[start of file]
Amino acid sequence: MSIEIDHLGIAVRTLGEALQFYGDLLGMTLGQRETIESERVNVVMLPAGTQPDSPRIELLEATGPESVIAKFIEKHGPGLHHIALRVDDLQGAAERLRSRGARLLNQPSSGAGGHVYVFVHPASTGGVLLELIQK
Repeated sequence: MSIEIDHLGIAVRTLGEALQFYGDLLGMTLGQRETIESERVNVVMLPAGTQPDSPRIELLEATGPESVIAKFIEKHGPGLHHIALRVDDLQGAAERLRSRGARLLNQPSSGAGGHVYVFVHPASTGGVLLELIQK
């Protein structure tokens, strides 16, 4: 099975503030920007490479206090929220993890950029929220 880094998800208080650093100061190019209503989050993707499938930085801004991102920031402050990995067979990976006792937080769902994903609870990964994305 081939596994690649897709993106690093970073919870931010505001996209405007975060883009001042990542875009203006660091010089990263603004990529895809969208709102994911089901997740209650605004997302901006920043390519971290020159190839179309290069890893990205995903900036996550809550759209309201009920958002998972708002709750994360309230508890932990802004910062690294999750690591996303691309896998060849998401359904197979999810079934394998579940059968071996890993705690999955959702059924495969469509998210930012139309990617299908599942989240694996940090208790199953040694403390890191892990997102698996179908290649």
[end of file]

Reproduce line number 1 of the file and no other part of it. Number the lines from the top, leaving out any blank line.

Amino acid sequence: MSIEIDHLGIAVRTLGEALQFYGDLLGMTLGQRETIESERVNVVMLPAGTQPDSPRIELLEATGPESVIAKFIEKHGPGLHHIALRVDDLQGAAERLRSRGARLLNQPSSGAGGHVYVFVHPASTGGVLLELIQK